Tuesday, October 27, 2009
'July, July': A Poignant, Yet Suspenseful, Story of a Class Reunion
Review: JULY, JULY (Houghton, Mifflin and Co. 2002)
Author: Tim O'Brien
At first glance, JULY, JULY might appear to be little more than a rehash of the movie The Big Chill. From the start, you know the characters have gathered for a college reunion of the class of 1969, and one of them (a woman named Karen) has been murdered. The resemblance is uncanny. However, such a comparison would do the book a huge disservice.
Like The Big Chill, this book is an ensemble piece. None of the characters truly seem to dominate it, although the story starts off with Amy Robinson and Jan Huebner – two women, both divorced, both alone and both getting drunk and looking to get laid. The women provide a somewhat detached perspective on the reunion (although the reader gets to hear their individual stories and personal problems, too). Their comments about the others help set the stage for what's to come.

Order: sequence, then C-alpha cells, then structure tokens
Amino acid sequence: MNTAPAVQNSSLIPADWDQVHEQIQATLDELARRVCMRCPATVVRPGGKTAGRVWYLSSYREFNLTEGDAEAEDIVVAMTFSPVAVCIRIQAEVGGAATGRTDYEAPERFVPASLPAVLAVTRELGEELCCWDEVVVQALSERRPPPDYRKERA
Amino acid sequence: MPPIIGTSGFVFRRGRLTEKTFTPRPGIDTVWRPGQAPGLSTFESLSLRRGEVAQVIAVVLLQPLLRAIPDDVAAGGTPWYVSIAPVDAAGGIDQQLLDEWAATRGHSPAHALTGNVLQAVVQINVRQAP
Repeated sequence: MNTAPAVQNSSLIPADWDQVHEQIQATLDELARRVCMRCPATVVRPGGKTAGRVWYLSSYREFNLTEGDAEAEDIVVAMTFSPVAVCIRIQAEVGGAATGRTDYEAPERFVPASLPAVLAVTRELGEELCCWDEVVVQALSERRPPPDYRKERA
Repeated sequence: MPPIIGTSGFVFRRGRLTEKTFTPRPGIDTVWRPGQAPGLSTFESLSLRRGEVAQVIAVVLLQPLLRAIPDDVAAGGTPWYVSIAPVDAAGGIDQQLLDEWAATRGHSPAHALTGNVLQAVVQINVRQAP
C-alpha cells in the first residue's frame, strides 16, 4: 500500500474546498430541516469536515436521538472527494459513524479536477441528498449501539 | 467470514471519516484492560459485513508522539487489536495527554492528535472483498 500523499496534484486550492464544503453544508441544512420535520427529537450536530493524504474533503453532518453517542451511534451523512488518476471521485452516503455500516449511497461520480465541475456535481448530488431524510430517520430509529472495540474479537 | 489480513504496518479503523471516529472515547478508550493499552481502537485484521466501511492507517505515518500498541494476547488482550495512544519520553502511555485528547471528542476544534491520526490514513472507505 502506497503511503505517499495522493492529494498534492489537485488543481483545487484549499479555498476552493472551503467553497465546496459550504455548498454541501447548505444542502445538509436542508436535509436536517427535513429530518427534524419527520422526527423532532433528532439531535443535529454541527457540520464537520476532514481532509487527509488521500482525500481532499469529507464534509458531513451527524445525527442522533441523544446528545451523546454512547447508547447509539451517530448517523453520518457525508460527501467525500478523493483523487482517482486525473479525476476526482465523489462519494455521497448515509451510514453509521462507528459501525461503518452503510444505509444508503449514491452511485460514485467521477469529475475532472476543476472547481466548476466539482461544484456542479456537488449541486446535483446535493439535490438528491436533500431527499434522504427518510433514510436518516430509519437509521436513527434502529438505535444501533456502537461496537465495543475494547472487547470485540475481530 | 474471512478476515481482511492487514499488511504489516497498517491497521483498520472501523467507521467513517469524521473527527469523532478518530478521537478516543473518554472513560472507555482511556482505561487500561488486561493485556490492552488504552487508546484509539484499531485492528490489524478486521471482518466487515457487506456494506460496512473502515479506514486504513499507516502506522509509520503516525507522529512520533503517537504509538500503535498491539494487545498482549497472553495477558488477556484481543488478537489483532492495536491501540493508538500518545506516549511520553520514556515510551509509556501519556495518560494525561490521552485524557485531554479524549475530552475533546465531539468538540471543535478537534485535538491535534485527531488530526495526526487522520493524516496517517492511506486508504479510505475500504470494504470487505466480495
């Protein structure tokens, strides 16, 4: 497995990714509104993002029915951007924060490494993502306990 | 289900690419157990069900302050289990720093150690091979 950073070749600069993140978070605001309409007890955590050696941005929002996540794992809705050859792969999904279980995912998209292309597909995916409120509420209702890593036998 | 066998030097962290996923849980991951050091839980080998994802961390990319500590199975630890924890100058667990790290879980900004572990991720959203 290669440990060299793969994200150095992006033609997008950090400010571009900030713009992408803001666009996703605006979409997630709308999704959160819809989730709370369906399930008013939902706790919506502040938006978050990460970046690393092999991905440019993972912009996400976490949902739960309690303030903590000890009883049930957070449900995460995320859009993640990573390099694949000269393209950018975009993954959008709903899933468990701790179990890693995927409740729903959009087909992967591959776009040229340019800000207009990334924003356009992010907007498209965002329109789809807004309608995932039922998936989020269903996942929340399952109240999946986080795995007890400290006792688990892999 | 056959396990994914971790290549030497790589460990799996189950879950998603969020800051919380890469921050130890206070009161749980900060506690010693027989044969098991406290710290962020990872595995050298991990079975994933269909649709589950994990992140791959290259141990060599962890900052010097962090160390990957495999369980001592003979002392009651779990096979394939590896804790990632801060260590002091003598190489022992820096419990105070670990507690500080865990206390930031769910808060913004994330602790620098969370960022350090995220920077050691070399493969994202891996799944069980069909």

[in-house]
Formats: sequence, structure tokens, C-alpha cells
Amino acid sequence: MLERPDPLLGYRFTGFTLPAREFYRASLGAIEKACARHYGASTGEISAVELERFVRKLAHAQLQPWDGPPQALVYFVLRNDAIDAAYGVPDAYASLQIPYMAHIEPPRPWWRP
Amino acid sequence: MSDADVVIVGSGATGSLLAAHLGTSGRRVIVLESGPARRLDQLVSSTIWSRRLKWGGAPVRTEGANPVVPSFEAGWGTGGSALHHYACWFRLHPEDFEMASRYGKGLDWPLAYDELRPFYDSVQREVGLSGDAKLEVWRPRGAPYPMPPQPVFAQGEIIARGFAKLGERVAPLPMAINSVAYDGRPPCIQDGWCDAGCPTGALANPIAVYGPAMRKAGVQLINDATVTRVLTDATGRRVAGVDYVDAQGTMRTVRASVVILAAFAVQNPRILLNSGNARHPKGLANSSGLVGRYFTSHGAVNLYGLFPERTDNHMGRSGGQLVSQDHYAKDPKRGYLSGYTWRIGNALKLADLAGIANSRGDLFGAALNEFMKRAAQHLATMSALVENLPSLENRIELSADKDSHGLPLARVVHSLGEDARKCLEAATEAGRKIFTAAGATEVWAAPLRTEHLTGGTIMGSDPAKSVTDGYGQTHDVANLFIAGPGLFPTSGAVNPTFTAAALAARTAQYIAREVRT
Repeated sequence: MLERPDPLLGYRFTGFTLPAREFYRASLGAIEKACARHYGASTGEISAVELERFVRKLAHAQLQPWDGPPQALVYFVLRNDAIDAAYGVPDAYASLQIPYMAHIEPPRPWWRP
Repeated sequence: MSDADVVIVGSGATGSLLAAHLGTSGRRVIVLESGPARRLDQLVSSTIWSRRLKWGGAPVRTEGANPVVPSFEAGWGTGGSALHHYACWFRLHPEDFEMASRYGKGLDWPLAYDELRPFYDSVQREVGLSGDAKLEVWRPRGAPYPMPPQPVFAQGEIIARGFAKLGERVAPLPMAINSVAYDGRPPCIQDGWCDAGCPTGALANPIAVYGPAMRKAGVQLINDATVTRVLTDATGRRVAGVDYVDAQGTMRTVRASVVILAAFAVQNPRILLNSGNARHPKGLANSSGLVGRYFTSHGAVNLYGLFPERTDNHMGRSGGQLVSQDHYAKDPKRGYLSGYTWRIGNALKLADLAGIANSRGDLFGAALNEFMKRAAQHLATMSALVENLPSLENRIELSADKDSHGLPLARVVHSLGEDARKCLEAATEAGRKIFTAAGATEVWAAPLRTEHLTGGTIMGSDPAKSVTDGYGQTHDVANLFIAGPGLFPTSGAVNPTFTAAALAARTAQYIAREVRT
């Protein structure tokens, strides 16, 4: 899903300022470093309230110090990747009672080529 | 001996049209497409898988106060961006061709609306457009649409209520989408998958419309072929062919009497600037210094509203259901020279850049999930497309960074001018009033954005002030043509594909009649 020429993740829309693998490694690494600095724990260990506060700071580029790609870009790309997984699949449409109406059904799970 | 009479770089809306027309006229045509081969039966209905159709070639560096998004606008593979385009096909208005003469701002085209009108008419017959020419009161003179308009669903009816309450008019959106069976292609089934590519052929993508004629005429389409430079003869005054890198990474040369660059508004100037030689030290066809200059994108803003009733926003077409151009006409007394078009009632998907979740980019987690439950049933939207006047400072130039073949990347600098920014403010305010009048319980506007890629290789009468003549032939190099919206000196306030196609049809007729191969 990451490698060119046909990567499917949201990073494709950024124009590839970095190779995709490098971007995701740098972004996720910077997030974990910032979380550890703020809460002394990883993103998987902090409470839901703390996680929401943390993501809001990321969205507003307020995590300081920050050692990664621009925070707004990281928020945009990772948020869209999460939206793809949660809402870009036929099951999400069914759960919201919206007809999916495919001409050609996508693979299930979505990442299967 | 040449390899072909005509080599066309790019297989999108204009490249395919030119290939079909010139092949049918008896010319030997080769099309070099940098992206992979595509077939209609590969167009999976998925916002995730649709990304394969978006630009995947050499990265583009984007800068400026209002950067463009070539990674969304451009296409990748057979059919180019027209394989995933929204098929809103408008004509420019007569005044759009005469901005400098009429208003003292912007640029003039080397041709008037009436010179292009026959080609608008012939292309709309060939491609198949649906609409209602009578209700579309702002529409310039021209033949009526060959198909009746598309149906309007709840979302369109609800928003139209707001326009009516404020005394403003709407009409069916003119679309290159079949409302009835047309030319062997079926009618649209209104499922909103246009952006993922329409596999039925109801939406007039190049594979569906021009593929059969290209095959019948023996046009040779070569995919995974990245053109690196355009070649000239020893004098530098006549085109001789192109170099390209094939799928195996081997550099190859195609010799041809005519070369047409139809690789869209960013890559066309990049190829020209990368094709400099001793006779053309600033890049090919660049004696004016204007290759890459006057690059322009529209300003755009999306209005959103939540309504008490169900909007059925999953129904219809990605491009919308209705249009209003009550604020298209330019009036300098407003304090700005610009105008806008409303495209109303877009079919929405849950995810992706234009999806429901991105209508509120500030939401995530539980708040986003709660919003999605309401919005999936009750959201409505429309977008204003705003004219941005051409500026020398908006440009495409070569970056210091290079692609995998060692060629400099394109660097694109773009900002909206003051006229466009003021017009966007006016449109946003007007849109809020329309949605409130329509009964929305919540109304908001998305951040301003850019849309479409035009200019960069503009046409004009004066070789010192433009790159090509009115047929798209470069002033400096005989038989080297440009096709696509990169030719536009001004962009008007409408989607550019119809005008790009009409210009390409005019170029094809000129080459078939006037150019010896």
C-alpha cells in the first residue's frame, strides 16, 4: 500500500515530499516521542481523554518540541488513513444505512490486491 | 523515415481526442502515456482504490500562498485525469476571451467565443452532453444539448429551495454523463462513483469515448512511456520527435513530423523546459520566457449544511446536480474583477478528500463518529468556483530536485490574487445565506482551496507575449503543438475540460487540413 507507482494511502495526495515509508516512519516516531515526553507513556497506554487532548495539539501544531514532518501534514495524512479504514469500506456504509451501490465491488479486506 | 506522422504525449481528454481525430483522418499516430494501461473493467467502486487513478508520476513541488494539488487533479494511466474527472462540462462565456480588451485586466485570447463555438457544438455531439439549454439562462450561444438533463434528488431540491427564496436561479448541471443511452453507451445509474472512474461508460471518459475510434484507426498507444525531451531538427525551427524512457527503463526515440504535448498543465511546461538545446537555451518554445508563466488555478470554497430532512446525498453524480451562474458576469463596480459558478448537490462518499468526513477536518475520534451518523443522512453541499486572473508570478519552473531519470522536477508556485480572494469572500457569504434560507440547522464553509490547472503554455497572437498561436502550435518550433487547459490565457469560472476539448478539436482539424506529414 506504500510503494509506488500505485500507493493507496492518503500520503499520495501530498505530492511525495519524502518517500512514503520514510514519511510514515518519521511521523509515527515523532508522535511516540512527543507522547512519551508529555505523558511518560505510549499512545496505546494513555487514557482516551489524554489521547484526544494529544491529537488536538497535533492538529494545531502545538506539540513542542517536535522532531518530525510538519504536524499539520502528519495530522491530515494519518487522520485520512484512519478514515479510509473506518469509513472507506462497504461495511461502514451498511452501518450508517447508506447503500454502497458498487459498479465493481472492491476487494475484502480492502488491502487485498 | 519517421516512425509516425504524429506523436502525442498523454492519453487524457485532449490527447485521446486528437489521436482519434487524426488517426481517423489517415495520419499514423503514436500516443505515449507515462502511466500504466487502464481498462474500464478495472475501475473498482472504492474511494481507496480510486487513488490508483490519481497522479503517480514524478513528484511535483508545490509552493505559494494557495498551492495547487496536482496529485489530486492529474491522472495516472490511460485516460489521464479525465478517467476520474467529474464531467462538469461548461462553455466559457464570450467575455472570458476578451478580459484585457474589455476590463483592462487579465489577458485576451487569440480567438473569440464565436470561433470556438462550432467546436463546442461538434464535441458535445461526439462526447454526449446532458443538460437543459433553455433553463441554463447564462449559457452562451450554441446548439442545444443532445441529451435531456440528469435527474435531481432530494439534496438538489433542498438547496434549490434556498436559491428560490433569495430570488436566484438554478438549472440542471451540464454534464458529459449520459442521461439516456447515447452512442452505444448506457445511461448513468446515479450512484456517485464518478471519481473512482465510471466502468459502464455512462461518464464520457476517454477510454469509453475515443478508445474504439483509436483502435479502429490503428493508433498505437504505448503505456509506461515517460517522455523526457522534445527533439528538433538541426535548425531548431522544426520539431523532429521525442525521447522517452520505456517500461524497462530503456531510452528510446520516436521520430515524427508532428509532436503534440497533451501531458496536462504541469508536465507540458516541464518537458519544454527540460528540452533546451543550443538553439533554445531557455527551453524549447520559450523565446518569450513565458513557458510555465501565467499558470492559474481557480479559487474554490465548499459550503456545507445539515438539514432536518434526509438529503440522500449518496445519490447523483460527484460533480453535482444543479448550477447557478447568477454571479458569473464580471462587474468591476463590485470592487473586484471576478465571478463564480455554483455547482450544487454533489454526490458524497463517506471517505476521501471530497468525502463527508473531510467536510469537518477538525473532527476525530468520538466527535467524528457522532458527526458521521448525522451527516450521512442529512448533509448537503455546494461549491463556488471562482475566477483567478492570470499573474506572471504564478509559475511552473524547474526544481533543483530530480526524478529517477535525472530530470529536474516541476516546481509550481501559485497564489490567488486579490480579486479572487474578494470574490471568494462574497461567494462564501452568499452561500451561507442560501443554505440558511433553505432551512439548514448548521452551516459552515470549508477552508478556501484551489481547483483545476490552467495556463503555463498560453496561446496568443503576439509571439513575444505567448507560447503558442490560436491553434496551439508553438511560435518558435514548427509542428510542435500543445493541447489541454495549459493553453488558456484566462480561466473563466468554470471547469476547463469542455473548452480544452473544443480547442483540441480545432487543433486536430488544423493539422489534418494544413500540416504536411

Those others – at least seven, along with some minor (but still significant) characters – have various relationships with one another, harbor old secrets and grudges, and suffer broken hopes and dreams, as well as unrequited love. Although this sounds cliched, the story gives a fresh spin on the old reunion formula by telling the story in shifting perspectives and time frames, showing how the characters' lives have intersected and delving deeply into their personalities and situations, thus compelling one to find out how each makes out in the end.
Read more at: http://modern-american-fiction.suite101.com/article.cfm/review_of_july_july